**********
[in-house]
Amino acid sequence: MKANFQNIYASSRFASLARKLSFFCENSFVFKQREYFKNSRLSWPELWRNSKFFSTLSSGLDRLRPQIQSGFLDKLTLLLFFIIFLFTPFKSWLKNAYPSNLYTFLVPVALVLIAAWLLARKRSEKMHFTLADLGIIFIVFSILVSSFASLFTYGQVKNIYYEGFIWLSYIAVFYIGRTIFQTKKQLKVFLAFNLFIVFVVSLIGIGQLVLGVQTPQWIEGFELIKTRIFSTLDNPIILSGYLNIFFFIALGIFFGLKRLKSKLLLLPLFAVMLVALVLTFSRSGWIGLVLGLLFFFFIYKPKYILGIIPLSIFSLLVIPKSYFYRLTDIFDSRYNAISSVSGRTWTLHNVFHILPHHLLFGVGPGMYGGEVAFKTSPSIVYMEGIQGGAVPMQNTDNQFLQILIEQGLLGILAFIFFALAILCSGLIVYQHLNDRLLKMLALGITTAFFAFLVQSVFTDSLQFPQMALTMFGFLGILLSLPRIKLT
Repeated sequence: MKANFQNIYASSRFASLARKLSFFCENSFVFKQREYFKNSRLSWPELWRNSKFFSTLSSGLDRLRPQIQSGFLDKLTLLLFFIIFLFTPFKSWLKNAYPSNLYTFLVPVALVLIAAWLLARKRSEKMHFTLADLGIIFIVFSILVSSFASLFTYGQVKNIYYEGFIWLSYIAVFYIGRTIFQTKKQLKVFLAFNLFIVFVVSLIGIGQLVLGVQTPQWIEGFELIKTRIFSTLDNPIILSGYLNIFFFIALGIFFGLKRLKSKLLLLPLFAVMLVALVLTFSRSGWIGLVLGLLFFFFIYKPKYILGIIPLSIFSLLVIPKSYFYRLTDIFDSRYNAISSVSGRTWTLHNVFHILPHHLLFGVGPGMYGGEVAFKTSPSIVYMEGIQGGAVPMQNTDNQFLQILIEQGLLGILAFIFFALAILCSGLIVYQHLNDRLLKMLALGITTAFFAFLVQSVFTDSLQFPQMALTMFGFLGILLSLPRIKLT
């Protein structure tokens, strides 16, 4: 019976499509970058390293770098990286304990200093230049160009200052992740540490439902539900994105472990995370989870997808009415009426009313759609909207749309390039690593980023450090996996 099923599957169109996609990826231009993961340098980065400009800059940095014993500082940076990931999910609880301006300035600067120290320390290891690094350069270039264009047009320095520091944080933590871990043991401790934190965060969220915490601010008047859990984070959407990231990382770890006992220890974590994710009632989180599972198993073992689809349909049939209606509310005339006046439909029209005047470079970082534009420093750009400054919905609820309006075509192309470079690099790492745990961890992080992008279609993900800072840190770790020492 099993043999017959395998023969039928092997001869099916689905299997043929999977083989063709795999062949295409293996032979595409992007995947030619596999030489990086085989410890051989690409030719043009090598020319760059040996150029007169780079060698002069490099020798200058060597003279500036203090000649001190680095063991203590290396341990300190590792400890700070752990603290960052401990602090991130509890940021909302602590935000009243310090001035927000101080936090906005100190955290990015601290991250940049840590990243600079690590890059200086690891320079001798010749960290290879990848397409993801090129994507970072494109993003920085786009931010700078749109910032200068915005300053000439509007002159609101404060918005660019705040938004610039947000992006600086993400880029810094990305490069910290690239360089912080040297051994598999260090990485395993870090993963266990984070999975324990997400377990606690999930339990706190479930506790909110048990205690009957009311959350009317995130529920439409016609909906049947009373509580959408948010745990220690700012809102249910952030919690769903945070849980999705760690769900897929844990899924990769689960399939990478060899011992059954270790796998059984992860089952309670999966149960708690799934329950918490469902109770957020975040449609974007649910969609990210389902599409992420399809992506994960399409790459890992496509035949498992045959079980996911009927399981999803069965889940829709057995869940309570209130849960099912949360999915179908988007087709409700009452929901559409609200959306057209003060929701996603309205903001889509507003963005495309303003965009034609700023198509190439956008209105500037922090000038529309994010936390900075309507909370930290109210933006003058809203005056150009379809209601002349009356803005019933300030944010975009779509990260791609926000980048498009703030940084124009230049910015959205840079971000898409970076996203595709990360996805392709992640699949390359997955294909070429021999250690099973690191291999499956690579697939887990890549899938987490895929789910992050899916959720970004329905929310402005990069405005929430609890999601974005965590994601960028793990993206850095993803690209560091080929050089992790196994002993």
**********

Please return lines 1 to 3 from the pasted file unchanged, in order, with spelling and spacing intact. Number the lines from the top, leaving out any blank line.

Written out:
[in-house]
Amino acid sequence: MKANFQNIYASSRFASLARKLSFFCENSFVFKQREYFKNSRLSWPELWRNSKFFSTLSSGLDRLRPQIQSGFLDKLTLLLFFIIFLFTPFKSWLKNAYPSNLYTFLVPVALVLIAAWLLARKRSEKMHFTLADLGIIFIVFSILVSSFASLFTYGQVKNIYYEGFIWLSYIAVFYIGRTIFQTKKQLKVFLAFNLFIVFVVSLIGIGQLVLGVQTPQWIEGFELIKTRIFSTLDNPIILSGYLNIFFFIALGIFFGLKRLKSKLLLLPLFAVMLVALVLTFSRSGWIGLVLGLLFFFFIYKPKYILGIIPLSIFSLLVIPKSYFYRLTDIFDSRYNAISSVSGRTWTLHNVFHILPHHLLFGVGPGMYGGEVAFKTSPSIVYMEGIQGGAVPMQNTDNQFLQILIEQGLLGILAFIFFALAILCSGLIVYQHLNDRLLKMLALGITTAFFAFLVQSVFTDSLQFPQMALTMFGFLGILLSLPRIKLT
Repeated sequence: MKANFQNIYASSRFASLARKLSFFCENSFVFKQREYFKNSRLSWPELWRNSKFFSTLSSGLDRLRPQIQSGFLDKLTLLLFFIIFLFTPFKSWLKNAYPSNLYTFLVPVALVLIAAWLLARKRSEKMHFTLADLGIIFIVFSILVSSFASLFTYGQVKNIYYEGFIWLSYIAVFYIGRTIFQTKKQLKVFLAFNLFIVFVVSLIGIGQLVLGVQTPQWIEGFELIKTRIFSTLDNPIILSGYLNIFFFIALGIFFGLKRLKSKLLLLPLFAVMLVALVLTFSRSGWIGLVLGLLFFFFIYKPKYILGIIPLSIFSLLVIPKSYFYRLTDIFDSRYNAISSVSGRTWTLHNVFHILPHHLLFGVGPGMYGGEVAFKTSPSIVYMEGIQGGAVPMQNTDNQFLQILIEQGLLGILAFIFFALAILCSGLIVYQHLNDRLLKMLALGITTAFFAFLVQSVFTDSLQFPQMALTMFGFLGILLSLPRIKLT